Following up on Wednesday’s post on blogger relations and blog advertising, Justin Abbott from Blogads itself has written in with more about designing effective blog advertising campaigns.
One of our advertisers, Brian Clark, wrote an awesome (illustrated!) article with a lot of best/worst practices: How to Write a Killer BlogAd
He pretty much nailed it on the head. For success in the blogosphere, you need to engage with your readers, not shout at them. Great ads pull people in with a clear, funky image, and text that is intriguing and includes lots of links. More links = more opportunity to click. A political candidate should be searching her name on Technorati.com and using the ad to link to posts that talk about her and her issues. A cause should find like-minded bloggers and pull them into the conversation by linking to them. It adds a lot of credibility amongst blog readers. And most importantly, EXPERIMENT! You can login and change your ad 24/7, so use it to respond to breaking news or revise your image to keep the ad looking fresh.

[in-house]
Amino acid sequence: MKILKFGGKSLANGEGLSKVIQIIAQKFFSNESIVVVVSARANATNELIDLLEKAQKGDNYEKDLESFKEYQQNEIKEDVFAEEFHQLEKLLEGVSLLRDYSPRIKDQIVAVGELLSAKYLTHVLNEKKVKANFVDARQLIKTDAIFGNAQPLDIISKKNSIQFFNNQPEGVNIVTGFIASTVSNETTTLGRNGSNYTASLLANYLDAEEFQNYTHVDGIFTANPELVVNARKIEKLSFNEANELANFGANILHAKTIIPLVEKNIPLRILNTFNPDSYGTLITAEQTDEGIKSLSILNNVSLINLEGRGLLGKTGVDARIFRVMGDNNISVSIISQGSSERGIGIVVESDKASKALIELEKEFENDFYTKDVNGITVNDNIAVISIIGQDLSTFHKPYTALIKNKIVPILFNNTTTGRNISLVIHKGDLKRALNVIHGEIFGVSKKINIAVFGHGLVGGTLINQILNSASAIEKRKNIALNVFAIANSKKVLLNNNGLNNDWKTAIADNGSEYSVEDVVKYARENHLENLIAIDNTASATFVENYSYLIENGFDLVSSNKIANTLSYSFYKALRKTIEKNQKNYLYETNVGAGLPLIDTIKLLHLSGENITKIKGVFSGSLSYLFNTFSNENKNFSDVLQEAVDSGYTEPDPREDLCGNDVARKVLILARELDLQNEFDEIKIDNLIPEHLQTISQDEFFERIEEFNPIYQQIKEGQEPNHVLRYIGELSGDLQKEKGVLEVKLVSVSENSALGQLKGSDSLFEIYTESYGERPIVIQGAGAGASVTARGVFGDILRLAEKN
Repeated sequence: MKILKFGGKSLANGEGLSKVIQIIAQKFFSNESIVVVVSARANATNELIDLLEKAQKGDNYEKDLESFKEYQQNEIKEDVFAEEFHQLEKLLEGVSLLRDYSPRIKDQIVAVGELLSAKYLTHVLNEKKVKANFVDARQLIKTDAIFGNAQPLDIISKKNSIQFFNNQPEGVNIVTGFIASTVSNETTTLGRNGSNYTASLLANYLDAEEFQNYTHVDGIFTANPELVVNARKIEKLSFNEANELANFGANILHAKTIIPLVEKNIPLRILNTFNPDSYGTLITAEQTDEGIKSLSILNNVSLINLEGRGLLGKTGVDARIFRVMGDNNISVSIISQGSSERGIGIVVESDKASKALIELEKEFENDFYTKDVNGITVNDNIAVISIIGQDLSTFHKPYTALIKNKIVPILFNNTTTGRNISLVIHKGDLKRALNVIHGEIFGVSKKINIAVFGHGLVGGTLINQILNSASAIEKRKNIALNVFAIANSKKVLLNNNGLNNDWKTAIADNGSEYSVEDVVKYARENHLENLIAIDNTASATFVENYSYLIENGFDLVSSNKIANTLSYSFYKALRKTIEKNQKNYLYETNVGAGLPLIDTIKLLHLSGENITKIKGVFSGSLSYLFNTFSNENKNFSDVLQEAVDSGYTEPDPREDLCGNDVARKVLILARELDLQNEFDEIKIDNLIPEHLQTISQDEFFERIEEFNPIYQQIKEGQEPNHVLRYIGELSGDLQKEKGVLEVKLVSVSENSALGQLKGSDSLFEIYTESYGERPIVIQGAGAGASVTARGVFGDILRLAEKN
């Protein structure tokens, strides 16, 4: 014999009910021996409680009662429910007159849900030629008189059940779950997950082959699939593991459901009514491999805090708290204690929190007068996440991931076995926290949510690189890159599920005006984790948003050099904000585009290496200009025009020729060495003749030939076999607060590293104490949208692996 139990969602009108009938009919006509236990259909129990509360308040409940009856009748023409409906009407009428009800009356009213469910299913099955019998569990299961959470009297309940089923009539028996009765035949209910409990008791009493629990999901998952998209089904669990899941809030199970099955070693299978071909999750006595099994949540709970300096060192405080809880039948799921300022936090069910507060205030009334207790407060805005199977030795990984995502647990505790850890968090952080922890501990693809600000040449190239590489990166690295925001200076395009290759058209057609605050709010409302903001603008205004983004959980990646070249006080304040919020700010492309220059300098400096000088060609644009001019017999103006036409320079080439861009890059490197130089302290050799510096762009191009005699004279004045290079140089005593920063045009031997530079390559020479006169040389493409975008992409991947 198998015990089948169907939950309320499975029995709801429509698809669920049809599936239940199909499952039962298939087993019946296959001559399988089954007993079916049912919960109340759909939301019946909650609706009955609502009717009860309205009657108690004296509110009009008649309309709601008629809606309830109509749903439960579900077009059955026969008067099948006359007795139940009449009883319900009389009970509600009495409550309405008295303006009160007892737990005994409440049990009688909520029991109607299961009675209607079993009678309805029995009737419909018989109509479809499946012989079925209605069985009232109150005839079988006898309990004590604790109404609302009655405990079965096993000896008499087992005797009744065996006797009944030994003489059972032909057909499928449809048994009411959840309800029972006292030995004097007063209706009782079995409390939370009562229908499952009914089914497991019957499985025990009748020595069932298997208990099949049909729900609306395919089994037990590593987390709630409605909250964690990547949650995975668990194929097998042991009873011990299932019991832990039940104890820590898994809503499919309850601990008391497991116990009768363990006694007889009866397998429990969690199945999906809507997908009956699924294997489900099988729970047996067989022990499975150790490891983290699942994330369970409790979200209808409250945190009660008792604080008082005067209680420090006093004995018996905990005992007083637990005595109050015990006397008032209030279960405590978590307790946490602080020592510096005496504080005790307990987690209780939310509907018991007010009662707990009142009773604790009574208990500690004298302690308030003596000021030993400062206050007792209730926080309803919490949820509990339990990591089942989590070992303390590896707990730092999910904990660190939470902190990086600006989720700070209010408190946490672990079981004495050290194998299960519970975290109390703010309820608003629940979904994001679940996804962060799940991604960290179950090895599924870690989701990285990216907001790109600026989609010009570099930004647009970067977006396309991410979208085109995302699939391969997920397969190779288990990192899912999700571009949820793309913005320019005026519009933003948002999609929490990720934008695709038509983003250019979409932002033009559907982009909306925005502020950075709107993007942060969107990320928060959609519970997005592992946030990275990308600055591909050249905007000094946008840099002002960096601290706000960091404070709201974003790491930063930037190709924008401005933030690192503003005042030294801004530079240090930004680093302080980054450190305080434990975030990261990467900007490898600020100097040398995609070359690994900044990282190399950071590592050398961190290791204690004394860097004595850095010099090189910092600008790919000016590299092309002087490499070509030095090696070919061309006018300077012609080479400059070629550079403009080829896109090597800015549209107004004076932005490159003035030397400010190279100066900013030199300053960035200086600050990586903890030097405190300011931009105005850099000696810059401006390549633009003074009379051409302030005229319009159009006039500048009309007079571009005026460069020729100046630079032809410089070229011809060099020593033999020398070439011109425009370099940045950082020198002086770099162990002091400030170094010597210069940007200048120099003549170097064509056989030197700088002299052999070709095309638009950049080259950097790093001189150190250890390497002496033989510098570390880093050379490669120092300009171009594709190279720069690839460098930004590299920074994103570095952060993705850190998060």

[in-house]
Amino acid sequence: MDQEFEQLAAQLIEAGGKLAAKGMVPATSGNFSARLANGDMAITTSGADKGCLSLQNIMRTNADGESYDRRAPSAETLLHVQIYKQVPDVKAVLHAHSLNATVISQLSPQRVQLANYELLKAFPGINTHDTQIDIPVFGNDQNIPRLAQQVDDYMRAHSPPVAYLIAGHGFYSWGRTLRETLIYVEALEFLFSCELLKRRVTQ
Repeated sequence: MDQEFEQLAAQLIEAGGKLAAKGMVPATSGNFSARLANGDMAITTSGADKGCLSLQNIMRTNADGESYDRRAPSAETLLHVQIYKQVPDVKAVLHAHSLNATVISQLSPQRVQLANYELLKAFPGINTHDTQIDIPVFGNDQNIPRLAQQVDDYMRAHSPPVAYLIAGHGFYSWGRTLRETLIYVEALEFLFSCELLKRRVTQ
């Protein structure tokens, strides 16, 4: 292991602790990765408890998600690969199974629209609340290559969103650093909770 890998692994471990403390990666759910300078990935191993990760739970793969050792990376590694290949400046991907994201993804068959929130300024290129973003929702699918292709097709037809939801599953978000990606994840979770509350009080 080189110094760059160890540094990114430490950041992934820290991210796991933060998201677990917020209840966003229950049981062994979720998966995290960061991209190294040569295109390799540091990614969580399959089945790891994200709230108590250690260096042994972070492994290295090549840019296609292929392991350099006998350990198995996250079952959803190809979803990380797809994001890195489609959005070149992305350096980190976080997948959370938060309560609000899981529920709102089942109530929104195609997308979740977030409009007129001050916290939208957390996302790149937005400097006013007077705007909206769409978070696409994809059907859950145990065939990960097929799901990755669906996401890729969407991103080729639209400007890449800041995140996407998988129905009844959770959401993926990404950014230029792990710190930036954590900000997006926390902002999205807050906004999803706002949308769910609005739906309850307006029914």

My nightmare is an advertiser who chooses one blog for three months, puts up one image sans text, and then leaves it there for three months. They may as well be buying a billboard on the highway to nowhere.
We feature a lot of the best & worst ads that we see on our examples page, which is a good place for new advertisers to go when they’re trying to get some visual stimulation and see what these ads are all about, and what they should and shouldn’t do.
After spending the last hour looking through the majority of the progressive/lefty political sites in the blogads network, I was surprised at how few different issue and campaign advertisements I saw. Even on state-specific political blogs, which were usually quite cheap and obviously well targeted at politically minded folks in their area, there were very few local/state candidate ads. Many of the larger national sites had a Phil Angelides ad and one from Tammy Duckworth, but that was generally it. I also saw a few advocacy campaigns, but not as many different ones as I remember seeing a year ago. Have blog ads not panned out for political operations, are they missing an opportunity, is my memory faulty, or did I pick an off week for campaign advertising?